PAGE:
Joseph Wambaugh






Quercus/Murdoch Books, This Edition first published: January 2007
Reviewed by Sally Roddom

Before NYPD, CSI and the one hundred and one other 'real life' cop shows, there was Joseph Wambaugh and his series Police Story. Wambaugh, who was once a detective sergeant in the Los Angeles Police Department who turned producer, screen writer and novelist, has published his first novel in ten years. And boy has it been worth waiting for. It's a gripping, edge of the seat, page turning thriller set in modern day Los Angeles, and is already being developed for a TV series. There are enough stories in this book to keep any potential show going for years.

There is no single plot as such in this book. Instead there are multiple unconnected storylines featuring a small group of LAPD officers. There are too many stories to relate. One that impacted on me is the man with cancer who, unable to commit suicide, puts himself in a position where he gets shot by police. Another horrific story is a botched murder-suicide not something you want to be reading while eating! The reader also gets to see into the lives of the police, such as the policewoman who is breast feeding and needs to stop during the shift to pump her breasts and store the milk in a cooler bag. One funny scene has her leaving her gun behind and bringing the bag with the milk bottles to a hold up situation.

After a while the reader begins to be aware that while there is no one major plot, some of the crimes are connecting. There is a background story involving stolen information, stolen diamonds and an armed hold-up. Each of these criminal events is separate, but eventually the crimes are connected and criminals and police meet in a final blood drenched, yet darkly humorous showdown. As soon as this showdown finishes other events start, giving the reader a sense of unfinished business. This, to me, enhanced the ending, as in the real life of a police officer there is rarely a definitive ending when one crime is solved, you move out for the next one. There are some extremely graphic passages which makes it terribly difficult to read at times. Crime is never pretty, and this is a rough neighbourhood. These are screwed-up, wacky, sick criminals who for the most part have their brains partially fried from the drugs they use.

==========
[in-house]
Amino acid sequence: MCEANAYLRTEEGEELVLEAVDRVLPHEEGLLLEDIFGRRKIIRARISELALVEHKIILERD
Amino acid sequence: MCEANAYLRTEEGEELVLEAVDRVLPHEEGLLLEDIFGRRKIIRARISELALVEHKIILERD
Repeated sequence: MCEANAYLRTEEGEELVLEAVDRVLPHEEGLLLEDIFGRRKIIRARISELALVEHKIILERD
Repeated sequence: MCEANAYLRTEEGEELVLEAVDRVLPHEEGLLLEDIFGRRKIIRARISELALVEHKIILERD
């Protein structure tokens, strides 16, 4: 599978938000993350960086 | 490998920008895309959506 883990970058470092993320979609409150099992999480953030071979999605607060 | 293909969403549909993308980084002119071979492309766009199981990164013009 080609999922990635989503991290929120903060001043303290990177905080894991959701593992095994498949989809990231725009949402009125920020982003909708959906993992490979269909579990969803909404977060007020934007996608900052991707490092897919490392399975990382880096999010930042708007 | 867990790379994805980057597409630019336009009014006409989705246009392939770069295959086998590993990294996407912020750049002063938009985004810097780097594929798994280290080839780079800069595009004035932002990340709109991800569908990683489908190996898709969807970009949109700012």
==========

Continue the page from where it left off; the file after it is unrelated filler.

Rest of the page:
Many issues are brought to the reader's attention, such as police brutality, racism and sexual harassment. Wambaugh introduces the issues with no attempt to excuse or justify the situations. He just makes the reader aware of how such a scenario can arise, and what the result can be. This is what Wambaugh does best he never condemns or approves of the behaviour of his characters, what he does is allow the character to shine through as real captures of human nature. The hardened criminals and the street people are trying to survive in a harsh world; all have an edge of desperation and loss of hope which gives the reader a slight insight into how someone could possibly descend to this level. HOLLYWOOD STATION is a don't-miss book. If you loved Wambaugh before, you will love him this time round.

Feb 2007 review originally published on Murder & Mayhem


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